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Some Cancers May Be Related to Sleep Apnea

New York, NY – May 6, 2020 – A new study of nearly 34,000 individuals who underwent sleep studies at four large Ontario academic hospitals has found a link between obstructive sleep apnea (OSA) and the development of cancer.  The study was posted online in the Abstract Issue of the American Journal of Respiratory and Critical Care Medicine (Abstract #6414. Title:  Obstructive Sleep Apnea and Incident Cancer:  A Large Historical Multicenter Clinical Cohort Study).

“Chronic hypoxemia (low blood oxygen) and fragmented sleep are mechanisms by which obstructive sleep apnea is proposed to contribute to cancer development,” said the study’s first author, Tetyana Kendzerska, MD, PhD, associate scientist at The Ottawa Hospital and assistant professor, Division of Respirology, University of Ottawa.  “However, epidemiological evidence linking OSA and cancer is still inconclusive.”

Dr. Kendzerska and colleagues sought to gather this evidence. They looked at linked individual clinical and polysomnographic data – a range of data on patients gathered through technologies used in overnight sleep studies – from sleep clinics and provincial health administrative databases, as well as information on cancer status and type from the Ontario Cancer Registry.  In individuals free of cancer at the study’s start (the date of the sleep study), statistical analyses were applied to examine the severity of OSA at the start of the study period and the cancer development in follow-up. They controlled for known cancer risk factors such as age, sex, alcohol use disorder, smoking, obesity, as well as comorbidities at baseline.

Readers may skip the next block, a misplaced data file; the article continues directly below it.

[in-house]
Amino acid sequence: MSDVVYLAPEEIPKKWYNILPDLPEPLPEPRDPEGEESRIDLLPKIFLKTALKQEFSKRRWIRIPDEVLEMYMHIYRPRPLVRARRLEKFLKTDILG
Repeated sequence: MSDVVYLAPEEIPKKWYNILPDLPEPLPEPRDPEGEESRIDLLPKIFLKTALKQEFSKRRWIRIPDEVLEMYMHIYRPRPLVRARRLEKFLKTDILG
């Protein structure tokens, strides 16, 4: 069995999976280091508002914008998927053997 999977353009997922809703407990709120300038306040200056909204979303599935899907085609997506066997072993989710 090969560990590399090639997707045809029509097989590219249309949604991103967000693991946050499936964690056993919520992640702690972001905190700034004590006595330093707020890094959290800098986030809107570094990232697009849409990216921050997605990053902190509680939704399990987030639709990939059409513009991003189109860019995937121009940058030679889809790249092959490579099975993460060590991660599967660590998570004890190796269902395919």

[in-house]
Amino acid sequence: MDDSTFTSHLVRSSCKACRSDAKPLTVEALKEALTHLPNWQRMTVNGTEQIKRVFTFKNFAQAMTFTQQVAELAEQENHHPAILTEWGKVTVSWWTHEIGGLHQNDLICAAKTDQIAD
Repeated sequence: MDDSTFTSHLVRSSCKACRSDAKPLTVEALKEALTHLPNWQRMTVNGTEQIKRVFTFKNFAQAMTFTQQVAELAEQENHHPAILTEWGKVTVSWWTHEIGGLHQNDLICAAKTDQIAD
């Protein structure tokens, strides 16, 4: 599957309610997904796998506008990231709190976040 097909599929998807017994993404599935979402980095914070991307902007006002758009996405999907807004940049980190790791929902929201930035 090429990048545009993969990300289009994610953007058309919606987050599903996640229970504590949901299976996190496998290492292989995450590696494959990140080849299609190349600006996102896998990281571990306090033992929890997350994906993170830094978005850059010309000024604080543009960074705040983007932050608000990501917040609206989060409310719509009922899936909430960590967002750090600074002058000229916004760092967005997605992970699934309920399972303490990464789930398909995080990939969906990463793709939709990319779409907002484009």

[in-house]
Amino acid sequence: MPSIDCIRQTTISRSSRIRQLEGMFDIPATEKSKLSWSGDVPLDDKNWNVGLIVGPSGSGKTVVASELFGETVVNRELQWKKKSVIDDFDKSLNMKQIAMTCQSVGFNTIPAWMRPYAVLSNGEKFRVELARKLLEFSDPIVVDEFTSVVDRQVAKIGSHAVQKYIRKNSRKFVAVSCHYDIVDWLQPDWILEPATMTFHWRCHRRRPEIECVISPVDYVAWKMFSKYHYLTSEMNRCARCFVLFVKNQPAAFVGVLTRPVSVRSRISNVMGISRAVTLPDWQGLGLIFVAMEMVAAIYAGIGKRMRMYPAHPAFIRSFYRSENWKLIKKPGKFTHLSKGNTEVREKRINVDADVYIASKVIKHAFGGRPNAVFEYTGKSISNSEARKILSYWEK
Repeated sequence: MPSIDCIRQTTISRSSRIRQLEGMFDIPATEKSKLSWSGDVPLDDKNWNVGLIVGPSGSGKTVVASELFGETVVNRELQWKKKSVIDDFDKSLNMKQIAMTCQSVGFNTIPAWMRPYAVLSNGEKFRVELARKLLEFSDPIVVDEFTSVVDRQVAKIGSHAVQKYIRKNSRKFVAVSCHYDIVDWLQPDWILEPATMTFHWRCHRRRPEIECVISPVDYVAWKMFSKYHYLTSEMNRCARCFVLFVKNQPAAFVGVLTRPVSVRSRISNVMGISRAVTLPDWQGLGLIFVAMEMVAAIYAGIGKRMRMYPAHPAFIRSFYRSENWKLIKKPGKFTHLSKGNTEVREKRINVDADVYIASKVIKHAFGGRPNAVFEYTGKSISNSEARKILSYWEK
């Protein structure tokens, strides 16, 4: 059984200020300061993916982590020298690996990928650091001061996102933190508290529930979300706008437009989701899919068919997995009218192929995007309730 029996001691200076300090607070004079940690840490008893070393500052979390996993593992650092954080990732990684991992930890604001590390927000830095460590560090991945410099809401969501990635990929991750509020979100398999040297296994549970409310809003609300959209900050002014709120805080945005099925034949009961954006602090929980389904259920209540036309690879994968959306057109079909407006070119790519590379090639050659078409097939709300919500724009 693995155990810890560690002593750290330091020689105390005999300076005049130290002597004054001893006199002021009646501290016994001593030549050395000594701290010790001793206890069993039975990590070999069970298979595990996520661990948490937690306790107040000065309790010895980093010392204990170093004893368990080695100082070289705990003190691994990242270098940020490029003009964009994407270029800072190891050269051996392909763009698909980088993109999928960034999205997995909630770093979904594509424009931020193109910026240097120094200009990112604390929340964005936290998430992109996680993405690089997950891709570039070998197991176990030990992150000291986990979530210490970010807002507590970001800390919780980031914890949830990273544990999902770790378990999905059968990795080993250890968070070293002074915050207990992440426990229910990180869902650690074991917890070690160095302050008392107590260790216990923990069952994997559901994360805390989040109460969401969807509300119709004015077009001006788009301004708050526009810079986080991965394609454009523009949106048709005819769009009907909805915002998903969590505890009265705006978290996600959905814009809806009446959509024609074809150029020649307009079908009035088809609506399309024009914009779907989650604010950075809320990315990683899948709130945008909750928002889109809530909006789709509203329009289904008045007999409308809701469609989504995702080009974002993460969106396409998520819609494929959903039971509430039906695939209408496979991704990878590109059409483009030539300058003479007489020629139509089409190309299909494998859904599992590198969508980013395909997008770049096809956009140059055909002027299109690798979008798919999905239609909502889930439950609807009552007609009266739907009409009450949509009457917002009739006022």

The researchers found that severe OSA, defined as number of episodes of more than 30 per hour in which breathing stopped during sleep, was significantly associated with a 15 percent increased risk of developing cancer, compared with individuals with no OSA.  Severe nocturnal hypoxemia was associated with a 30 percent greater cancer risk.

“We looked at specific cancer subtypes as well,” said Dr. Kendzerska. “Limited by a relatively small sample size and multiple comparisons, we found colorectal, kidney, lung and smoking-related cancer subtypes to be all directionally consistently associated with increased hazard of incident cancer, adjusting for known risk factors.”

She added, “Our study has limitations, such as the fact that it was observational and historical, and was conducted only at academic medical centers.  Keeping these limitations in mind, I believe our results are conclusive given that they are based on about 30,000 adults free of cancer at baseline, more than 2,000 of whom developed cancer.”